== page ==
The COVID-19 era and related restrictions have impacted British Columbia (BC) whale- watching operators and their perspectives on whale-watching, and tourism-government relations. Nature/adventure tourism in BC is a vital part of the province’s economic and cultural identity and was on trend for continued growth for the 2020 season before COVID- 19 brought the industry to a near standstill (Ross, 2019; Brouder, 2020). Despite the popularity and importance of whale-watching in BC, and its relative freedom from restrictions given its outdoor operations, tour operators had to negotiate dynamic constraints during the COVID-19 era. Federal and provincial government responses to the pandemic directly impacted whale-watching, for example, by changing the capacity or number of tourists allowed per vessel. Restrictions also impacted additional goods and services offered by some tour operators, such as refreshments. Adapting to such changes required a certain agility on the part of operators. Many operators also accessed key government supports such as loans and wage subsidies. This paper investigates exactly how participating whale watching operators weathered the storm of COVID-19.  It is based on a mixed methods Masters research project (Abdel-Malak 2022) centered on qualitative interview-based research and analysis. It was also informed by limited participant observation on whale-watching tours. Here, we present data gleaned from virtual interviews with 10 whale-watching tour operators. These operators represent approximately 1/4 of the 39 active existing operators on and around Vancouver Island, British Columbia, Canada. We offer participant insights and greater response patterns with respect to: 1) how COVID-19 impacted and challenged whale-watching tourism; 2) how tour operators accessed COVID-19 related supports, and how they perceived them; and 3) how whale-watching tour operators pivoted or change operations; and 4) how tour operators saw the future of their businesses and whale-watching in BC. We begin with an introduction to: whale-watching in BC; COVID-19’s impacts on tourism; government responses; key concepts such as the Tourist Area Life Cycle, and ideas about how tourism and crises. We then present results highlighting key barriers, opportunities, and adaptations noted by participating tour operators, emphasizing their words.  Impacts and challenges faced throughout COVID-19 were experienced in three main ways: (1) capacity restrictions and shutdowns; (2) travel restrictions impacting access to whale-watching tours; and (3) government supports not fulfilling their needs as they worked to pivot their operations. All 10 participants accessed government supports at some point, though satisfaction varied.  Operators revealed adopting additional and sometimes shared voluntary COVID-19 restrictions to keep tourists, crew, and community safe. They also shared possible improvements for future tour operator-government relations.  We present their suggestions, and end the paper by considering longer term implications for whale-watching in BC.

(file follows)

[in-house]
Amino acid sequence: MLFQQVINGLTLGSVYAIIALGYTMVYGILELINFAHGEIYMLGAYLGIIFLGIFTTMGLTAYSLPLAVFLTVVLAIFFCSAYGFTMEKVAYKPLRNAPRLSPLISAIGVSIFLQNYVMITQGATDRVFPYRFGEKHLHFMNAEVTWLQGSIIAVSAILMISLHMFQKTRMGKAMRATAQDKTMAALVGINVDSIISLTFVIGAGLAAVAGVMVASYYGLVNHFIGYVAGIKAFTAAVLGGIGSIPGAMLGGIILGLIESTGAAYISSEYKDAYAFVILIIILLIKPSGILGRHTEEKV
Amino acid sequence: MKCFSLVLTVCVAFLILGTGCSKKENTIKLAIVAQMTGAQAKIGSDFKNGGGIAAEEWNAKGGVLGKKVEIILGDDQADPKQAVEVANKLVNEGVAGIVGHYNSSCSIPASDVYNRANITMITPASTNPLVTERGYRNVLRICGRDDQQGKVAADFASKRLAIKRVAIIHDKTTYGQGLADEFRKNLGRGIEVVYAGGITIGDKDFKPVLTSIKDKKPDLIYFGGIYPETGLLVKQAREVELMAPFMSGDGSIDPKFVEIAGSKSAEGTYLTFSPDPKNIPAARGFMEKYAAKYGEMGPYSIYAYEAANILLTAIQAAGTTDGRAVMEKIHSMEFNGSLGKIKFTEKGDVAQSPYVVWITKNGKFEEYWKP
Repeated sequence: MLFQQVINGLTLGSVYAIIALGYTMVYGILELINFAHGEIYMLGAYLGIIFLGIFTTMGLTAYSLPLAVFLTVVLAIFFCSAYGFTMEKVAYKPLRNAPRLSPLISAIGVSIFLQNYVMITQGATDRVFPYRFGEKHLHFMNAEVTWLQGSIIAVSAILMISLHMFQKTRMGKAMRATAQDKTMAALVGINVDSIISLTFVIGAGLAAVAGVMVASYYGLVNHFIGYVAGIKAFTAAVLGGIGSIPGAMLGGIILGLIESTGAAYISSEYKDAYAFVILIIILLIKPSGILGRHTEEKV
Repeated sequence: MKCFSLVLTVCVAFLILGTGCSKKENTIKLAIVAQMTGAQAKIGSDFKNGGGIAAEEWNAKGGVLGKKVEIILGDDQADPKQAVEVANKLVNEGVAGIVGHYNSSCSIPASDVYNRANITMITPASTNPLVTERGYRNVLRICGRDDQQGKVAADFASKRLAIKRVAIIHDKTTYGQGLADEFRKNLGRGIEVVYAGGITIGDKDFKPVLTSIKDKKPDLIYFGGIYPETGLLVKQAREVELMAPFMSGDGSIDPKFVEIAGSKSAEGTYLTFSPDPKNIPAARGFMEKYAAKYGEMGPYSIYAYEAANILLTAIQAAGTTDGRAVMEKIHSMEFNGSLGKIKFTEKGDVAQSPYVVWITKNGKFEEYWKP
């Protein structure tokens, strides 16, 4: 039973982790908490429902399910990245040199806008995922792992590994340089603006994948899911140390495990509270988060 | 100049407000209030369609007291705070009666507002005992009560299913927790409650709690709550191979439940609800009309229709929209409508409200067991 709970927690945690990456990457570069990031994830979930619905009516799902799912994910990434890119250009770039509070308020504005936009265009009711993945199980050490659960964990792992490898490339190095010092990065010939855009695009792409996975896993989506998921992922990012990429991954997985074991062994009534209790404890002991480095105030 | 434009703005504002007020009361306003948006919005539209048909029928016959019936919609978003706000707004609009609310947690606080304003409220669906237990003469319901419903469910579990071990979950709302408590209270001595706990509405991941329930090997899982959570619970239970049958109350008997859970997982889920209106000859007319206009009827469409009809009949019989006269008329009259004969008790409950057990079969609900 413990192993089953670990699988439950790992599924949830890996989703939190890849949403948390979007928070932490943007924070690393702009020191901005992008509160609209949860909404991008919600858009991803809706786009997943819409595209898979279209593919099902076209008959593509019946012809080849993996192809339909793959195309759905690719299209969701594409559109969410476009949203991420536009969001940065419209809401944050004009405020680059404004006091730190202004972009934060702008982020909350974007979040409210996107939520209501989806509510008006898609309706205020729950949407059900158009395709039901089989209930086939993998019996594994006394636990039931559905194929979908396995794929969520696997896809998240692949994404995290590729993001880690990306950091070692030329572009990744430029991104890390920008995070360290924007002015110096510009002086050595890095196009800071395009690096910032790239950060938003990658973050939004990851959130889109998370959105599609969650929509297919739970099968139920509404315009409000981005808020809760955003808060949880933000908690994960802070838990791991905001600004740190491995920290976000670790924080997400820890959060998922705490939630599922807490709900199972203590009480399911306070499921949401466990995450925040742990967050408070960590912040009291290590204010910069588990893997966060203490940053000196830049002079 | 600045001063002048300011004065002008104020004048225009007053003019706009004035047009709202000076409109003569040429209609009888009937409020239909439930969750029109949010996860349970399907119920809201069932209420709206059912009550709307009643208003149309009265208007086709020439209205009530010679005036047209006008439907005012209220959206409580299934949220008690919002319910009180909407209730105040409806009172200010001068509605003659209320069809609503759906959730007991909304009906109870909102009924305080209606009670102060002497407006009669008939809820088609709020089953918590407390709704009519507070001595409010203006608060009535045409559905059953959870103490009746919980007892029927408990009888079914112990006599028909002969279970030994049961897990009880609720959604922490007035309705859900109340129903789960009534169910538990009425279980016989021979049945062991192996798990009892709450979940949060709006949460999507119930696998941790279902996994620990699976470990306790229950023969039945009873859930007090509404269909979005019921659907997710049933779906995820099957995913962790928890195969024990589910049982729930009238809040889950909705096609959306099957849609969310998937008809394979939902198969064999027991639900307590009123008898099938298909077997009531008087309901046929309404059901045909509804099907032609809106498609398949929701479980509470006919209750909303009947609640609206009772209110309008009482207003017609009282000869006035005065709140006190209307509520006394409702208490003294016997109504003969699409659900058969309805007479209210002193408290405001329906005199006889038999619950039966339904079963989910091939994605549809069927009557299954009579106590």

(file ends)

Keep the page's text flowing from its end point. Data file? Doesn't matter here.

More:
3. Eberts and Espinoza Sanchèz.  Tourism and the Impacts of COVID-19 on Small Communities near a Mega-Resort: Jalisco State, Mexico (20 minutes including questions)